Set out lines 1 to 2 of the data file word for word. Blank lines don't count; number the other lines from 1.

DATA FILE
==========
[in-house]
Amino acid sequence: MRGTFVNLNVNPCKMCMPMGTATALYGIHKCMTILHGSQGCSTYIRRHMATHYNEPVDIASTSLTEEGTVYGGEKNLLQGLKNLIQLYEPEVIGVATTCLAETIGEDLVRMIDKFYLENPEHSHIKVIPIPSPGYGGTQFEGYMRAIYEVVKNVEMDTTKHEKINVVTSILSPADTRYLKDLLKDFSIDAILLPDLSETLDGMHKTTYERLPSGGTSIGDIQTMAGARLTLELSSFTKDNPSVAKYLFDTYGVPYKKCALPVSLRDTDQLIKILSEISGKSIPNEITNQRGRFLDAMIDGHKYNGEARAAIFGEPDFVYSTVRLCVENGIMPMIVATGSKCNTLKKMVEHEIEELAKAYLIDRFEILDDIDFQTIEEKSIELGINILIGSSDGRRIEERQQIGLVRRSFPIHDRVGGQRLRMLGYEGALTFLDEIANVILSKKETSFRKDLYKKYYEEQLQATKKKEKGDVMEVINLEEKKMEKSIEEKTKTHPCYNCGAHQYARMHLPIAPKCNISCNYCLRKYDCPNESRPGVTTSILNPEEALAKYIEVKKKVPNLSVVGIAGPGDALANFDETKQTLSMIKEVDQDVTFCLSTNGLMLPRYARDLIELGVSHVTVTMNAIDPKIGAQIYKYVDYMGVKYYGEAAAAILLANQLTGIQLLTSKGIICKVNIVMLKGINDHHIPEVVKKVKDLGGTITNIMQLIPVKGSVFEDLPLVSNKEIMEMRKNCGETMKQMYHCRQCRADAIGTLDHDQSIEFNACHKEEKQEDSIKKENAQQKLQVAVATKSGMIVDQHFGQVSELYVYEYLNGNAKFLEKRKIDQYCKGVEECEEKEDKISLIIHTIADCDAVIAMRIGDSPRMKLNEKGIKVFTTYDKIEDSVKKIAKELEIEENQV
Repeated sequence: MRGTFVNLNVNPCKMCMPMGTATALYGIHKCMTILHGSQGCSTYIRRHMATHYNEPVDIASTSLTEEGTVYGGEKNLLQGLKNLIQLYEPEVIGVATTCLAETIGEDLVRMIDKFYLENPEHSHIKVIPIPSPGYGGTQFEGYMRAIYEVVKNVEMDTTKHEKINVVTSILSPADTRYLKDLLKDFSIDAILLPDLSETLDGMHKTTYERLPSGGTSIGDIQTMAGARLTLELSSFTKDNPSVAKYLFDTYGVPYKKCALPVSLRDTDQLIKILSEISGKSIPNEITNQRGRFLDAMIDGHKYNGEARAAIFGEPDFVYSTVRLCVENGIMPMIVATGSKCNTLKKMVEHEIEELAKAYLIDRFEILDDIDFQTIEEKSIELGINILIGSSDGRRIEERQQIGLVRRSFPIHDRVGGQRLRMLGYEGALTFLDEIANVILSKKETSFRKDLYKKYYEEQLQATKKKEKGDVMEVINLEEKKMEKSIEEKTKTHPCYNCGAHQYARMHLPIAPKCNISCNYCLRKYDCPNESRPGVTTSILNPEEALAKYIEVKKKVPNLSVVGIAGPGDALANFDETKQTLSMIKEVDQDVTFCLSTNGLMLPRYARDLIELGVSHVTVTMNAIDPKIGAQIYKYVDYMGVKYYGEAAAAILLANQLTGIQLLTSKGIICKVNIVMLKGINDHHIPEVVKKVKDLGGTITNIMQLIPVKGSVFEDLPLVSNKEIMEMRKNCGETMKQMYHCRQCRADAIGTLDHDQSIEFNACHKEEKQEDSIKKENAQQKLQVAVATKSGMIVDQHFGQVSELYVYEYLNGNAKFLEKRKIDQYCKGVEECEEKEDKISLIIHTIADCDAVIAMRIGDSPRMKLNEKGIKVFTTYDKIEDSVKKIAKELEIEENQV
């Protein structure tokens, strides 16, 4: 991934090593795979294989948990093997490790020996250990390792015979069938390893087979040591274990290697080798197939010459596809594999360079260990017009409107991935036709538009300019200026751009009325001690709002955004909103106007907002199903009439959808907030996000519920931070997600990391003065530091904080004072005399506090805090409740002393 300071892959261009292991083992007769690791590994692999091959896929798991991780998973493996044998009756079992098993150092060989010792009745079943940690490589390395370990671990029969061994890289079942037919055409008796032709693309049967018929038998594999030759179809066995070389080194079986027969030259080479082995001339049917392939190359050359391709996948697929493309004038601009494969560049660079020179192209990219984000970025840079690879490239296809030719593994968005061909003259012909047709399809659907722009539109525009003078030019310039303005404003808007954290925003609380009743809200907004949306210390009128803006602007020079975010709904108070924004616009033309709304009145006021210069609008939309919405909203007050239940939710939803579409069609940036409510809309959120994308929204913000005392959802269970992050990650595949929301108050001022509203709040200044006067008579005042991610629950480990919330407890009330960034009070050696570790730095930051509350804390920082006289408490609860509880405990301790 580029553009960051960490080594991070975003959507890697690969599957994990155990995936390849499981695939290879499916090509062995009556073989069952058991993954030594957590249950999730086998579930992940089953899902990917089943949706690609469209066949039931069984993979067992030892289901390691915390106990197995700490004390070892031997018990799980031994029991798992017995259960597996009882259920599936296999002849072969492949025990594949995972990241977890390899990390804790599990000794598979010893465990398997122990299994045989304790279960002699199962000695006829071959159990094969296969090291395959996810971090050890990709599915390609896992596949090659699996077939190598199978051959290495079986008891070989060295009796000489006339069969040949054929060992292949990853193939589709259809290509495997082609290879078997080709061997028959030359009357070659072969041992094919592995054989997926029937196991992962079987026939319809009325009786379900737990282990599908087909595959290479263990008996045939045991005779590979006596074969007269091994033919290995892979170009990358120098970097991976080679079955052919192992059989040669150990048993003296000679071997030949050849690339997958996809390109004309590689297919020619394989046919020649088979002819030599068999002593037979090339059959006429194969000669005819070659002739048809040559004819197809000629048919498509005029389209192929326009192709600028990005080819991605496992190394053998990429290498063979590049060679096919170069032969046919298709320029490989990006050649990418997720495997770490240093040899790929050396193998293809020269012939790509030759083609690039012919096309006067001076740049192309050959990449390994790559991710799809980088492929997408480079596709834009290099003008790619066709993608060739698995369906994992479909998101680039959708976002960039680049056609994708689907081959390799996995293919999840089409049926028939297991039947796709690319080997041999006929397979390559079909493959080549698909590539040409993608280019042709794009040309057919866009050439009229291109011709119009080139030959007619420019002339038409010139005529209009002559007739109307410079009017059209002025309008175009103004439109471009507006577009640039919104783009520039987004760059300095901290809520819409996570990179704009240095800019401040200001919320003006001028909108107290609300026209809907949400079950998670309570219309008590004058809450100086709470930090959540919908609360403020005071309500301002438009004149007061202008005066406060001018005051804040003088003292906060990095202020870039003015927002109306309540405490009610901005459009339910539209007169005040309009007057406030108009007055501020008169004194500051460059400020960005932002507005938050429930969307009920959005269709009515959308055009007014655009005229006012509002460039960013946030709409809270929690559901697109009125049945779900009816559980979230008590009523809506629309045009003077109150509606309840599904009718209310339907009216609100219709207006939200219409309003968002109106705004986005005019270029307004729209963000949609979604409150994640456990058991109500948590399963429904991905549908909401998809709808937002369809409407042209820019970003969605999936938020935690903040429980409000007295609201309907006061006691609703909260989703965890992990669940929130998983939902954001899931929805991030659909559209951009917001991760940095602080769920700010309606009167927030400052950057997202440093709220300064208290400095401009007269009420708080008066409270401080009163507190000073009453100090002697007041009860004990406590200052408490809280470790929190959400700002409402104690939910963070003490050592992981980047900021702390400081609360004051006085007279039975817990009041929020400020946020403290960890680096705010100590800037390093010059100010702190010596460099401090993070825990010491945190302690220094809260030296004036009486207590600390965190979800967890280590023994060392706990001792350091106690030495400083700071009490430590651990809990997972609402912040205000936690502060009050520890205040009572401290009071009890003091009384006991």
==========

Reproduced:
[in-house]
Amino acid sequence: MRGTFVNLNVNPCKMCMPMGTATALYGIHKCMTILHGSQGCSTYIRRHMATHYNEPVDIASTSLTEEGTVYGGEKNLLQGLKNLIQLYEPEVIGVATTCLAETIGEDLVRMIDKFYLENPEHSHIKVIPIPSPGYGGTQFEGYMRAIYEVVKNVEMDTTKHEKINVVTSILSPADTRYLKDLLKDFSIDAILLPDLSETLDGMHKTTYERLPSGGTSIGDIQTMAGARLTLELSSFTKDNPSVAKYLFDTYGVPYKKCALPVSLRDTDQLIKILSEISGKSIPNEITNQRGRFLDAMIDGHKYNGEARAAIFGEPDFVYSTVRLCVENGIMPMIVATGSKCNTLKKMVEHEIEELAKAYLIDRFEILDDIDFQTIEEKSIELGINILIGSSDGRRIEERQQIGLVRRSFPIHDRVGGQRLRMLGYEGALTFLDEIANVILSKKETSFRKDLYKKYYEEQLQATKKKEKGDVMEVINLEEKKMEKSIEEKTKTHPCYNCGAHQYARMHLPIAPKCNISCNYCLRKYDCPNESRPGVTTSILNPEEALAKYIEVKKKVPNLSVVGIAGPGDALANFDETKQTLSMIKEVDQDVTFCLSTNGLMLPRYARDLIELGVSHVTVTMNAIDPKIGAQIYKYVDYMGVKYYGEAAAAILLANQLTGIQLLTSKGIICKVNIVMLKGINDHHIPEVVKKVKDLGGTITNIMQLIPVKGSVFEDLPLVSNKEIMEMRKNCGETMKQMYHCRQCRADAIGTLDHDQSIEFNACHKEEKQEDSIKKENAQQKLQVAVATKSGMIVDQHFGQVSELYVYEYLNGNAKFLEKRKIDQYCKGVEECEEKEDKISLIIHTIADCDAVIAMRIGDSPRMKLNEKGIKVFTTYDKIEDSVKKIAKELEIEENQV